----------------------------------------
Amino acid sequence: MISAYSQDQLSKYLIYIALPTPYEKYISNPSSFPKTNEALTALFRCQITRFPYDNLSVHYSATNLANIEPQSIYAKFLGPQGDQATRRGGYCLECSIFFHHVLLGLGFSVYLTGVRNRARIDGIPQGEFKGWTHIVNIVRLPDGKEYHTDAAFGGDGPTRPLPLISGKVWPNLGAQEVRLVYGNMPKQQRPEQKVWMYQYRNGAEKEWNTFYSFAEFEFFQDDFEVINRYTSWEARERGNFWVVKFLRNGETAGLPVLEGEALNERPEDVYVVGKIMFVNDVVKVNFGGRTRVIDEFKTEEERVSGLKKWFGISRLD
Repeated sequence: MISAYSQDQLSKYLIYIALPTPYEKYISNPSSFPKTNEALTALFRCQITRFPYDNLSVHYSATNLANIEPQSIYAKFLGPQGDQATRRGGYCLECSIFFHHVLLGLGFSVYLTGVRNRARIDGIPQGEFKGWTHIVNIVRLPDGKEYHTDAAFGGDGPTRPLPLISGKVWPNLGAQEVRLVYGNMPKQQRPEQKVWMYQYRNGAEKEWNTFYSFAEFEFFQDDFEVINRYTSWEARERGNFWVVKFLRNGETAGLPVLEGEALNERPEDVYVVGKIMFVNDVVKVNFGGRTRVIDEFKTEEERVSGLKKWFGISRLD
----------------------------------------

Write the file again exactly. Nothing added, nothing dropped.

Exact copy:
Amino acid sequence: MISAYSQDQLSKYLIYIALPTPYEKYISNPSSFPKTNEALTALFRCQITRFPYDNLSVHYSATNLANIEPQSIYAKFLGPQGDQATRRGGYCLECSIFFHHVLLGLGFSVYLTGVRNRARIDGIPQGEFKGWTHIVNIVRLPDGKEYHTDAAFGGDGPTRPLPLISGKVWPNLGAQEVRLVYGNMPKQQRPEQKVWMYQYRNGAEKEWNTFYSFAEFEFFQDDFEVINRYTSWEARERGNFWVVKFLRNGETAGLPVLEGEALNERPEDVYVVGKIMFVNDVVKVNFGGRTRVIDEFKTEEERVSGLKKWFGISRLD
Repeated sequence: MISAYSQDQLSKYLIYIALPTPYEKYISNPSSFPKTNEALTALFRCQITRFPYDNLSVHYSATNLANIEPQSIYAKFLGPQGDQATRRGGYCLECSIFFHHVLLGLGFSVYLTGVRNRARIDGIPQGEFKGWTHIVNIVRLPDGKEYHTDAAFGGDGPTRPLPLISGKVWPNLGAQEVRLVYGNMPKQQRPEQKVWMYQYRNGAEKEWNTFYSFAEFEFFQDDFEVINRYTSWEARERGNFWVVKFLRNGETAGLPVLEGEALNERPEDVYVVGKIMFVNDVVKVNFGGRTRVIDEFKTEEERVSGLKKWFGISRLD